Japan offers United States sympathy money for disposal of tsunami debris

Japan’s Foreign Ministry announced their decision to offer a $5 million donation to the U.S. National Oceanic and Atmospheric Administration on Friday. Prime Minister Yoshihiko Noda informed Secretary of State Hillary Clinton of the plan during a meeting in September on the sidelines of the Asia-Pacific Economic Cooperation forum.  The US government plans to use the money for disposal, detection and the monitoring of debris.

Large volumes of debris have washed ashore along the US west coast and the Pacific Islands. In June, a floating pier from Japan’s Aomori Prefecture arrived ashore in Oregon. US state authorities are mainly responsible for removing the waste.

“Marine debris is an ongoing problem, especially around the Pacific,” NOAA spokesman Keeley Belva told GlobalPost. “It can damage marine habitats and entangle wildlife, it can become a navigational hazard for vessels, and can be an eyesore on our beaches.”

Recent estimates show the potential for over 1.5 million tons of debris to make its way to North America, easily overshadowing the pittance from Japan. Oceanographers have been supposing one-third might hit Hawaii, one-third get caught up in the Great Garbage Patch, and one-third journey on to the U.S. coast.  Depending on ocean and wind currents, large quantities of debris could wash ashore as early as this winter, according to the National Oceanic and Atmospheric Administration (NOAA).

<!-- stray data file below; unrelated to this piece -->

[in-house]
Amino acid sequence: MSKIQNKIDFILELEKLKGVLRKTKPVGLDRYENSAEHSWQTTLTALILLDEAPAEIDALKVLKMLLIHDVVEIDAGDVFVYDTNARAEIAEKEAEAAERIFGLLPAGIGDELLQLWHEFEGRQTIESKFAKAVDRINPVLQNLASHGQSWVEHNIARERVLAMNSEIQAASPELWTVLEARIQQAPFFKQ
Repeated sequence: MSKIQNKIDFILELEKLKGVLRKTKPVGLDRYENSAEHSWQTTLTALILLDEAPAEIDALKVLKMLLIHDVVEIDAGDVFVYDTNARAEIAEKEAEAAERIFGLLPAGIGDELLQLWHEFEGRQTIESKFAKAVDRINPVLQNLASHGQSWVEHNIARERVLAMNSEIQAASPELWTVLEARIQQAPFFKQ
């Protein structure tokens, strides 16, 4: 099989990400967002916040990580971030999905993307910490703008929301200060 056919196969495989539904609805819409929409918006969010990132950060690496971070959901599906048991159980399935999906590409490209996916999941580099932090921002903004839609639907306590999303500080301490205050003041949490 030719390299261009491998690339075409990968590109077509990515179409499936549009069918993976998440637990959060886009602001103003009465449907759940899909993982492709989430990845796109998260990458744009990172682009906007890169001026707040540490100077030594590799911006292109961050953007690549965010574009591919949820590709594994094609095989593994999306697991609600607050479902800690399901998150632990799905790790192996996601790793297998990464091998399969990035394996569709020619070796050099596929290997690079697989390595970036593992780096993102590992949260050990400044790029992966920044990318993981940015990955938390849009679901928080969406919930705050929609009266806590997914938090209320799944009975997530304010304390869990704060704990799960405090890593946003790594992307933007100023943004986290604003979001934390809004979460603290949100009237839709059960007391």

In Washington state, one expert has warned that a floating field of debris measuring about 2,000 miles in length and 500 miles from north to south now lies just 400 miles from the coast.

In Hawaii, Kamilo Beach on the southern tip of Hawaii’s Big Island has long been a dumping ground for debris sent by ocean currents — an estimated 20 tons wash ashore each year.  The tsunami debris is expected to dramatically add to the impacts to the beach and wildlife, from seabirds to fish.

In Canada, a new smartphone app developed in Victoria will enable people to help track debris from the March 2011 tsunami in Japan as it gets within sight of B.C.’s shores.

“It’s designed for somebody who’s walking their dog or kayaking — a casual user — who can very quickly see something on the beach, take the picture and report it,” Software specialist Murray Leslie told CBC News.

Source: NHK

Source: CBC

Source: Global Post

About author
Read More About , ,
1 comment on this postSubmit yours
  1. nuclearcrimes@gmail.com'

    Lucas: Could it be found out if caskets, or, in fact, any type of container, of nuclear waste were possibly washed out to sea from Fukushima Daini or Daiichi?

    A U.S.-Canadian inter-agency set of guidelines deems any tsunami debris object emitting 2 millirems (20 microsieverts) per hour or higher to be a ‘radioactive source’ and it’s not clear that even those ‘sources’ would be removed by specialty teams. Two millirems is 100-200 times background levels! And, like in Oregon, authorities are actually encouraging teenagers to volunteer and pick up this stuff (without Geiger Counters)? And that waste will be disposed in landfills not appropriate for low-level radioactive waste?
    (http://disasterdebris.files.wordpress.com/2012/05/tsunamidebrisassessmentguidelines_05-25-12.pdf)

Submit your comment

Please enter your name

Your name is required

Please enter a valid email address

An email address is required

Please enter your message

*

Enformable © 2014 All Rights Reserved

More in Fukushima Daiichi
121128_03
Radiation levels in Fukushima Daiichi Reactor 3 more than doubled in many locations since measured last year

TEPCO announced that the robot used to enter the Fukushima Daiichi Unit 3 Reactor Building measured radiation levels up to 4,780 mSv per hour, nearly three times the 1,300 mSv reading taking in...

Close